Drivers tend to lose control when they speed, especially when coming to a complete stop. Speeding also reduces your ability to steer around obstructions or curves in the roadway and increases your chance of losing control of your vehicle. Speeding also decreases your field of vision and peripheral vision. Your brakes, tires, steering, and suspension become less effective as a result of increased rates of driving.

Speed also affects your safety if you are driving at the speed limit, but too fast for the road conditions. When you are driving in bad weather, at night on a dark road, or on a road under repair, it is important to drive at the appropriate speed for these conditions.

The consequences of speeding are wide-ranging, including:

  • Greater potential for loss of vehicle control;
  • Reduced effectiveness of occupant protection equipment (i.e. seat belts, airbags, and side impact beams);
  • Increased stopping distance after the driver perceives a danger;
  • Increased degree of crash severity leading to more severe injuries;
  • Economic conditions of a speed-related crash; and
  • Increased fuel consumption and cost.


Speeding is a type of aggressive driving behaviour. Traffic congestion, running late, and anonymity, are just a few factors that contribute to the rise in this type of aggressive driving.

A recent University of Alberta traffic study looked at how an American media franchise action movie involving illegal street racing, heists, and espionage may have affected the behaviour and driving habits of individuals.

The study looked at speeding infractions four weeks prior to and fours weeks following the release of the sixth and seventh installments of The Fast and the Furious series.

The study from the university’s psychology department found that following the opening weekend of Furious 7 there was a significant increase in the number of speeding infractions and that the speed of the faster drivers that were caught travelling more than the posted speed limit was higher.


Alberta is one of six provinces (or territories) in Canada that increases the fine for each km/h that you are found driving over the speed limit.

The standard speed limit on Calgary roadways is 50 km/h, unless otherwise posted. The speed limit in school and playground zones is 30 km/h during the hours indicated on signs.

The fines are as follows:

  • Speeding 1 km/h over the limit is $78;
  • Speeding 2 km/h over the limit is $80;
  • Speeding 8 km/h over the limit is $98;
  • Speeding 9 km/h over the limit is $102;
  • Speeding 10 km/h over the limit is $105.

The fine for speeding in a school zone or construction zone is doubled.

If you are caught traveling at 50 km/h over the limit, the fine is $474 and four demerit points. If you are traveling any faster, you could face a maximum fine of $2,300, six demerit points, a mandatory court appearance, and a licence suspension of up to six months.

A BC man recently received a substantial fine when he was caught in April traveling 70 km/h over the speed limit driving southbound on Highway 63 in Alberta earlier this year. An RCMP officer caught the man driving at 171 km/h. He was given a $1,700 fine after he plead guilty in court.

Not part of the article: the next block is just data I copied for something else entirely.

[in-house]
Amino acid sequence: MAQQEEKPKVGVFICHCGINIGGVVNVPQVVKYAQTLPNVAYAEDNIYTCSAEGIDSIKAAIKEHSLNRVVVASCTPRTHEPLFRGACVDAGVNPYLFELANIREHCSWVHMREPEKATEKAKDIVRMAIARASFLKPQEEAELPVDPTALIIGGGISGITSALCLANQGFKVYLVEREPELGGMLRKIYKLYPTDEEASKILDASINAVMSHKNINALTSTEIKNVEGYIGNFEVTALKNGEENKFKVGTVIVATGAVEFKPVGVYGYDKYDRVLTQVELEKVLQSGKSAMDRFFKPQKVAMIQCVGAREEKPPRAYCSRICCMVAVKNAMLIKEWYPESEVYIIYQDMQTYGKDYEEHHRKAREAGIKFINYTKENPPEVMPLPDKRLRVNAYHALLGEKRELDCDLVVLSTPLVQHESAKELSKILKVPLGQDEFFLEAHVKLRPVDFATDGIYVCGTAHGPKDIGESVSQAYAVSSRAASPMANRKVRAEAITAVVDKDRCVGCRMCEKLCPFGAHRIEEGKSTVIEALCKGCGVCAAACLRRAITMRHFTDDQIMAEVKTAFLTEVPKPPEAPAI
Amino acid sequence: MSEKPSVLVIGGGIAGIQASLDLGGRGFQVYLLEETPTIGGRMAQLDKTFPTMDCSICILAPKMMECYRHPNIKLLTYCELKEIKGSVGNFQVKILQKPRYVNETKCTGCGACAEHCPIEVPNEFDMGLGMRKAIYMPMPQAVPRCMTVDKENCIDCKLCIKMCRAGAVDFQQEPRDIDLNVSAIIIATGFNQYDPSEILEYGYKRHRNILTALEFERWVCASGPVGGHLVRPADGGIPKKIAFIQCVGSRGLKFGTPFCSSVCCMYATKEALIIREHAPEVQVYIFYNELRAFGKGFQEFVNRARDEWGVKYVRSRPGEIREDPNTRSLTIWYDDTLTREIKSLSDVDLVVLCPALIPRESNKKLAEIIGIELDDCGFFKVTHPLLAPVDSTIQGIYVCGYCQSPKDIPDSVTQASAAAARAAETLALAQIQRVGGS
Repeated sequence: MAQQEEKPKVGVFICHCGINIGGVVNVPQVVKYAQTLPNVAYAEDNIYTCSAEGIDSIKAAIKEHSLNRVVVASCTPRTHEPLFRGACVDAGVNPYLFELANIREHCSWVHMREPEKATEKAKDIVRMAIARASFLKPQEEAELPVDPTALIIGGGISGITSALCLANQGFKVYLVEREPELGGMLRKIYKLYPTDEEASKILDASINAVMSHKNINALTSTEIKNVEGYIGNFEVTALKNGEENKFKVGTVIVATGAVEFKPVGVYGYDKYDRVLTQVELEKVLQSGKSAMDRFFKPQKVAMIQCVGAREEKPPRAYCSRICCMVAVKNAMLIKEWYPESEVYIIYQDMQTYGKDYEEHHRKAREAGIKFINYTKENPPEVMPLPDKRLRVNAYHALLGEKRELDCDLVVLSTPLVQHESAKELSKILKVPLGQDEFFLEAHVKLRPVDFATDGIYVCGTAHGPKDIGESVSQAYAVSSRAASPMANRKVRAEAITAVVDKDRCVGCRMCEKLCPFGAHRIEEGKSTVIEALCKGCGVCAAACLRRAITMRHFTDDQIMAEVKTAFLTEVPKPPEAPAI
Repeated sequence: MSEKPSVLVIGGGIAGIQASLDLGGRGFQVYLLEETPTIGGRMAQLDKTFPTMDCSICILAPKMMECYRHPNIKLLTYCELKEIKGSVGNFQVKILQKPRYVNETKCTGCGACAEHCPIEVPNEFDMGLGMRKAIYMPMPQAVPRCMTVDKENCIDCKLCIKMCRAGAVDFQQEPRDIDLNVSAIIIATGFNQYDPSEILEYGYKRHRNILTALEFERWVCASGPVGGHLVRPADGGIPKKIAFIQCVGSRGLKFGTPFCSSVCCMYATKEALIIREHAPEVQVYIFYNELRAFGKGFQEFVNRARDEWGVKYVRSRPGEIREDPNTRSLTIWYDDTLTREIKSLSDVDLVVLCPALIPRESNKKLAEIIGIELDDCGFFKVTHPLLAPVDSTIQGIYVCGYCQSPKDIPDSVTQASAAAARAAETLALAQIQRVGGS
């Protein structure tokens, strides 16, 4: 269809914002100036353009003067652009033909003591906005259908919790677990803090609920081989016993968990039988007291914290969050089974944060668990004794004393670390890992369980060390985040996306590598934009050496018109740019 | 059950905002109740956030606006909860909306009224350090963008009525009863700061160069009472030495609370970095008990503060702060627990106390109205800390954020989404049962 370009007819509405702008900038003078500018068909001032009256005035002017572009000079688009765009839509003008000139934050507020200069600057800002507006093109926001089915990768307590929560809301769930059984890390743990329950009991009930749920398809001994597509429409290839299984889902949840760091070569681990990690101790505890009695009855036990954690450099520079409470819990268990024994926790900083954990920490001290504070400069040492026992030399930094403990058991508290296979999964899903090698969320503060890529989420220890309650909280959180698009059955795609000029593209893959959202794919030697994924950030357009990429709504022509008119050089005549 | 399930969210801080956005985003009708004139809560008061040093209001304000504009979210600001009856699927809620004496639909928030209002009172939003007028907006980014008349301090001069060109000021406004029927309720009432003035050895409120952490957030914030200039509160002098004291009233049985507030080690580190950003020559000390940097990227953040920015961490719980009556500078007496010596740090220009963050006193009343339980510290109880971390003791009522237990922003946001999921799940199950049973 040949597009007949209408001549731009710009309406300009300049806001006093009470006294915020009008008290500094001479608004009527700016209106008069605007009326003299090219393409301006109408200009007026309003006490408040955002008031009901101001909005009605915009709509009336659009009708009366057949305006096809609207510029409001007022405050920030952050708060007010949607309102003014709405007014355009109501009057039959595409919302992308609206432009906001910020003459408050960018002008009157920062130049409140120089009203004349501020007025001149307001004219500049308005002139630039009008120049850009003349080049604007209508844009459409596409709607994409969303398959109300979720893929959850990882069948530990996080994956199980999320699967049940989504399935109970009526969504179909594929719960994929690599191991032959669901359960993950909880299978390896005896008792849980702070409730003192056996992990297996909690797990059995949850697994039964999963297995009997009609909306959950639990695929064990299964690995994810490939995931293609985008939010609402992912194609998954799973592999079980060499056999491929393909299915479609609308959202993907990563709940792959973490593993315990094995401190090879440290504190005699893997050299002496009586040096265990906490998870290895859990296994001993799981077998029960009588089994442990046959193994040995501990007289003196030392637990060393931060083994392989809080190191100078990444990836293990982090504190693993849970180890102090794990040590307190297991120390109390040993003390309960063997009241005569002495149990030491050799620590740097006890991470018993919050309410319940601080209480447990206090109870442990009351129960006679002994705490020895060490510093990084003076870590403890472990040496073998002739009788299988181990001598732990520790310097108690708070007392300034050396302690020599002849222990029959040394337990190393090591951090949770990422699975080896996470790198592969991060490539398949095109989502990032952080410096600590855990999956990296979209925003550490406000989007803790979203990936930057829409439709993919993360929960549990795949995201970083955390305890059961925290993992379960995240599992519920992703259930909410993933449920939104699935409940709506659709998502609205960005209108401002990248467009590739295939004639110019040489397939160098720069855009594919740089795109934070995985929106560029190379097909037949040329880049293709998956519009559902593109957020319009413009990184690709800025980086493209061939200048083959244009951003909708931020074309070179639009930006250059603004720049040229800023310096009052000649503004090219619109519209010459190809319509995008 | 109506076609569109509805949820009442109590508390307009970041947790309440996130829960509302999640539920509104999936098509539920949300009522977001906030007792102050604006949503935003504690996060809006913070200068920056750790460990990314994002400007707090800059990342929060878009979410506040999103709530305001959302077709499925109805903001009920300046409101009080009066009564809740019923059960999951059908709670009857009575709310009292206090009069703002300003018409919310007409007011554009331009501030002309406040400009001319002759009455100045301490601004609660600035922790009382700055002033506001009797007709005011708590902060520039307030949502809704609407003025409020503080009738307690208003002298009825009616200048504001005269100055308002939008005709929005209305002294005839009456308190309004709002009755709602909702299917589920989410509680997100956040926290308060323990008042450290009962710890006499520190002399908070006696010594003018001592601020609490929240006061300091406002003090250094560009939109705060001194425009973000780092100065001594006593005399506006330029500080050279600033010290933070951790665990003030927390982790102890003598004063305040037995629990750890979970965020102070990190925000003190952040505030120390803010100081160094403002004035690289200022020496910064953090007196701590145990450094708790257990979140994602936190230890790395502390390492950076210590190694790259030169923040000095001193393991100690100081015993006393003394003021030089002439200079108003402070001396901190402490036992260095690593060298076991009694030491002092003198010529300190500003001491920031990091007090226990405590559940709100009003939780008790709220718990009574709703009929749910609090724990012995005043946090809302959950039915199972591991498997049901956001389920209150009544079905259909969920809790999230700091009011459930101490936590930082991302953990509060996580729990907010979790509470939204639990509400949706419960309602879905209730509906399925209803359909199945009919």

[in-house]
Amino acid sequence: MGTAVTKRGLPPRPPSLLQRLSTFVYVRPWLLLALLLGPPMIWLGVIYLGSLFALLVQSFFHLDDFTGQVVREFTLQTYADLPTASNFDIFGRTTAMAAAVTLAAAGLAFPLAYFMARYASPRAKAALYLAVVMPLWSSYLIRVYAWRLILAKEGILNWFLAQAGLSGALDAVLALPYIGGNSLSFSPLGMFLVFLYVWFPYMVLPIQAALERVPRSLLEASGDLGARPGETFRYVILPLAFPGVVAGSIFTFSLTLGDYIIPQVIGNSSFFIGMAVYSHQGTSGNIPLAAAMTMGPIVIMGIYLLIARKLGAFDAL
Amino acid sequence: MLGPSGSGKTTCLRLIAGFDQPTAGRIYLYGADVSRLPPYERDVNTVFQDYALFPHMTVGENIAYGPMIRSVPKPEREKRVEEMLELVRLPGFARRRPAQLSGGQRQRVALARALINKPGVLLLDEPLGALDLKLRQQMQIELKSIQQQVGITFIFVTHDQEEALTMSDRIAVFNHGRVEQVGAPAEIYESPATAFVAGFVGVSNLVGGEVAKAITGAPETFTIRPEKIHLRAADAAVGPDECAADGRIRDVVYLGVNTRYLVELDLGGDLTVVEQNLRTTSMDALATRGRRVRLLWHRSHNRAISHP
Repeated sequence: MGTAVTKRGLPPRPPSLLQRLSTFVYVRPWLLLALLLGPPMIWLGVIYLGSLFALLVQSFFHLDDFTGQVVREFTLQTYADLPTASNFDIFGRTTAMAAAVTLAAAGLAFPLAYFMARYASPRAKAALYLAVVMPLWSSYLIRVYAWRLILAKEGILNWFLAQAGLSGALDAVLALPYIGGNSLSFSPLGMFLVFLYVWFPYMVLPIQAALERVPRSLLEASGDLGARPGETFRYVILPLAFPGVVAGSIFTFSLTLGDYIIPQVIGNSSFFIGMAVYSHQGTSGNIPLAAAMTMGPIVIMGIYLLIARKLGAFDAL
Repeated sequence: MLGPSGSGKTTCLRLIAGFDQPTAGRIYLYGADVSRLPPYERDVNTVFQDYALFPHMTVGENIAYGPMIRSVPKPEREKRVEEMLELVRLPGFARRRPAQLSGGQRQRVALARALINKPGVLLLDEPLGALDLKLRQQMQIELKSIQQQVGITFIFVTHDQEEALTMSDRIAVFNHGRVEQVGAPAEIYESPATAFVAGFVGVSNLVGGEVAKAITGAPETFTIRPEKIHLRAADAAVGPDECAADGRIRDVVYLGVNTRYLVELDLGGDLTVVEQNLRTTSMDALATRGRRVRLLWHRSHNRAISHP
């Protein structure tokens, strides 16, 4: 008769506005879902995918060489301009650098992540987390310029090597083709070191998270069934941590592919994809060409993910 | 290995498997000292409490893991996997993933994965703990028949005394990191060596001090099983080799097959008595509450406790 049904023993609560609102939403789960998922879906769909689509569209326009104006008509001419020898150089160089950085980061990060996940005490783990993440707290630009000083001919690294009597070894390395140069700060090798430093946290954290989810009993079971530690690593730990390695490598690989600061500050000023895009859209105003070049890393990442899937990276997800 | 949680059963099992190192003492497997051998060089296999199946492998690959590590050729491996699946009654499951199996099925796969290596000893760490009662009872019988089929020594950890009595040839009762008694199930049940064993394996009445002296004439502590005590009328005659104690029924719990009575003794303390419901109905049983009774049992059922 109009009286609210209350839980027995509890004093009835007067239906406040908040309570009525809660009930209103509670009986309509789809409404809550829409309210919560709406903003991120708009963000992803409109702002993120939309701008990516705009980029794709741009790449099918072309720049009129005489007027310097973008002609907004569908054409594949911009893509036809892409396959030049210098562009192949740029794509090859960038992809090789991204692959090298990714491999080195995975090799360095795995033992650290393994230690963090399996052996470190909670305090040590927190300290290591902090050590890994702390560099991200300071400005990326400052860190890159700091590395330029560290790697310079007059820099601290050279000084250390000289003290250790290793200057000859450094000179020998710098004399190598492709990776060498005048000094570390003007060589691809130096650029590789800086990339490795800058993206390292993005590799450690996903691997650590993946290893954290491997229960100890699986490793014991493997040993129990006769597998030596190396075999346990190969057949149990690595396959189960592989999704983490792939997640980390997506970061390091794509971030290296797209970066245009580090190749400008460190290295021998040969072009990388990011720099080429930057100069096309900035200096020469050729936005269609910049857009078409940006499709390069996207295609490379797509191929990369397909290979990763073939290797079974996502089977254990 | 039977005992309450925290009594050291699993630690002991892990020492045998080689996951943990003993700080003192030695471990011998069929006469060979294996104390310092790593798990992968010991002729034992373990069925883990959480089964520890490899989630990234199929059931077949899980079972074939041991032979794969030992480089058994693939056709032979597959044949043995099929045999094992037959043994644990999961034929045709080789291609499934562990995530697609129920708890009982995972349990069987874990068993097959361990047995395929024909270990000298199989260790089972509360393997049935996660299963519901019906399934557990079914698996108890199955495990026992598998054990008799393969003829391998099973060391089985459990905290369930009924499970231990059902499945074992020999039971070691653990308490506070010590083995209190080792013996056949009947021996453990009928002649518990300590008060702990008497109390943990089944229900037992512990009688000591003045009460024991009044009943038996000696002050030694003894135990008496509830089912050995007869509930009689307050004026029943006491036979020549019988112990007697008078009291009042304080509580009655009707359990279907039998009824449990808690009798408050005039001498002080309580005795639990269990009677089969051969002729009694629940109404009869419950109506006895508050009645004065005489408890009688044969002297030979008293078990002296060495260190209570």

A northeast Calgary community is painting brightly coloured polka dots around some intersections along 1st Avenue in Bridgeland.

To combat dangerous driving in the neighbourhood, the city also extended the curbs with long lines of white paint and put up plastic traffic delineators to help broaden out the sidewalk.

The bright colours on the roadway make the road seem narrower and draw drivers’ attention to any pedestrians that may be waiting to cross the street.

Ali McMillan of the Bridgeland-Riverside Community Association said:

Before you used to stick your head out into the traffic lane and boot it across so that you didn’t get hit by a car. The polka dots add visual interest so that drivers going by are like, “what’s going on?” and that causes them to pay more attention to the road.

According to reports, just an hour after installing the polka dots, cars were clearly slowing down as they approached the quiet intersection and the narrowing of the road is forcing cars to be more attentive to their surroundings.

If you or a loved one have suffered injuries as a result of a motor vehicle collision, please contact the experienced and award winning lawyers at Cuming & Gillespie Lawyers online or at 403-571-0555. It is important that you call us promptly so we can help you understand your rights and the potential to recover compensation for your injuries. Call our office for a free consultation to determine how we can help you following a motor vehicle accident.

Changes to the Minor Injury Regulation in Alberta

The Minor Injury Regulation was first introduced in 2004 by the Alberta Government to limit compensation for less severe injuries arising out of motor vehicle accidents. The regulation places a “cap” on how much an injured person with minor injuries can potentially recover in general damages.

The Minor Injury Regulation does not place a cap on compensation for income loss, medical expenses, loss of housekeeping capacity, cost of care, or future treatment costs.

The 2018 cap is $5,080. This means that if you have been involved in a motor vehicle accident in 2018 and you have suffered only minor injuries that fall under the cap, the maximum amount of pain and suffering damages that you are eligible to receive is $5,080.

On May 17, 2018, the Government of Alberta announced changes to the Minor Injury Regulation to provide more clarity on which injuries and symptoms are covered by the “cap”. These changes apply to all motor vehicle accidents that occur after June 1, 2018.


A lawyer or insurance adjuster must look at a number of documents to determine whether the injury falls under the “cap”. These include the individual’s medical records, the Minor Injury Regulation, the Diagnostic and Treatment Protocols Regulation, and all relevant case law.

A minor injury is defined as a sprain, a strain, or WAD injury (whiplash associated disorder) caused by a motor vehicle accident that does not result in a serious impairment.